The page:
Stephanie Bouchard, May, 14 2012.

As the number of home health agencies and fraud cases related to home health agencies continues to skyrocket, the Office of Inspector General (OIG) is exerting more pressure on the Centers for Medicare & Medicaid Services (CMS) to fulfill an obligation that is 15 years old.

Back in 1987, the Omnibus Budget Reconciliation Act (OBRA) directed CMS to implement intermediate sanctions for noncompliant home health agencies (HHAs). OBRA specified that the intermediate sanctions CMS created should include civil money penalties, payment suspension and appointment of temporary management. While there is a corrective process for noncompliant HHAs, the only HHA sanction option CMS currently has at its disposal is termination, an option it doesn’t use often.

[See also: Copayment is the biggest issue challenging the home healthcare industryBill seeks to allow more providers to order home care services.]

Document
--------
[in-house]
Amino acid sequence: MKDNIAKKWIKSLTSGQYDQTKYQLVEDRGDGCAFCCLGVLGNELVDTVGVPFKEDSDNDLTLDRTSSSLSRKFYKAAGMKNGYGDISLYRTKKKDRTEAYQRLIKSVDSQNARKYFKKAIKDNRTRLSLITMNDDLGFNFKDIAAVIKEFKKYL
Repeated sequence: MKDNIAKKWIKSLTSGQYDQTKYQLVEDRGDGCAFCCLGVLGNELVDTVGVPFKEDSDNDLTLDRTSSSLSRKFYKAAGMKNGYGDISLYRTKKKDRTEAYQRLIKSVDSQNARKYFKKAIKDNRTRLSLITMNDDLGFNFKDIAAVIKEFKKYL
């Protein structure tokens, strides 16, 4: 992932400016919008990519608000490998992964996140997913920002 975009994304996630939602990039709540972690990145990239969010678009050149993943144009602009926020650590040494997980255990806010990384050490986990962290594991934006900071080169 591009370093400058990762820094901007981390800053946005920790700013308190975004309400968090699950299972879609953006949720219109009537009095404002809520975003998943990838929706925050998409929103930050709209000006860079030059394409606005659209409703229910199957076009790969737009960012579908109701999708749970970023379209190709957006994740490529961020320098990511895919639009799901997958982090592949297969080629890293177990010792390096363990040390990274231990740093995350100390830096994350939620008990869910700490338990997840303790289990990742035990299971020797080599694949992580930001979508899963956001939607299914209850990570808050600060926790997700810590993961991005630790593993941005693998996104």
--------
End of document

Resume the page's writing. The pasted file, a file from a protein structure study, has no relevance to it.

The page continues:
Even though the number of Medicare-certified HHAs has seen a 59 percent increase between 2002 and 2009, CMS still has not issued a final rule for intermediate sanctions. It did issue a Notice of Proposed Rulemaking in 1991 but later withdrew it.

In 2008, OIG issued a report about HHAs with repeat deficiency citations and the lack of intermediate sanctions. OIG recommended that CMS follow OBRA’s 1987 directive to implement intermediate sanctions. CMS agreed with OIG’s recommendations but as of the spring of 2012, had yet to issue a proposed rule on intermediate sanctions. (CMS did not respond to an interview request for this story.) Read more